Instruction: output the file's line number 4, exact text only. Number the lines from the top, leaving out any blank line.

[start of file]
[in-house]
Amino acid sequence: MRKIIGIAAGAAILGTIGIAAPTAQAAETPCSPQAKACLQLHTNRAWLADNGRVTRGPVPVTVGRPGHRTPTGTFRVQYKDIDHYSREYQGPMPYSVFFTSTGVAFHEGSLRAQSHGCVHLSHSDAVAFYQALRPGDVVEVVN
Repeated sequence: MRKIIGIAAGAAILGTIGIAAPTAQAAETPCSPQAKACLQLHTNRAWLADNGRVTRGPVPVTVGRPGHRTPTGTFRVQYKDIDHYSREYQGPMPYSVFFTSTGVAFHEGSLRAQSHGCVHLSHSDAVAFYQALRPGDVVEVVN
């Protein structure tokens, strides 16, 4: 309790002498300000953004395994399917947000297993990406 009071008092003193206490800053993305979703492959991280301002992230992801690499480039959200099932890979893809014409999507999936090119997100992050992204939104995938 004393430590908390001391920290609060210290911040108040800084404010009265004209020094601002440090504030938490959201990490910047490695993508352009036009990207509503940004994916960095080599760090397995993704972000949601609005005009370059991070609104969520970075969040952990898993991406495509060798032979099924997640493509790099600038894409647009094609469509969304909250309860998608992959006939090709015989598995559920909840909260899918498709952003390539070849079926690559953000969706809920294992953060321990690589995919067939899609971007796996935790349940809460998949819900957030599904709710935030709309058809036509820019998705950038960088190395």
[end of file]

């Protein structure tokens, strides 16, 4: 309790002498300000953004395994399917947000297993990406 009071008092003193206490800053993305979703492959991280301002992230992801690499480039959200099932890979893809014409999507999936090119997100992050992204939104995938 004393430590908390001391920290609060210290911040108040800084404010009265004209020094601002440090504030938490959201990490910047490695993508352009036009990207509503940004994916960095080599760090397995993704972000949601609005005009370059991070609104969520970075969040952990898993991406495509060798032979099924997640493509790099600038894409647009094609469509969304909250309860998608992959006939090709015989598995559920909840909260899918498709952003390539070849079926690559953000969706809920294992953060321990690589995919067939899609971007796996935790349940809460998949819900957030599904709710935030709309058809036509820019998705950038960088190395």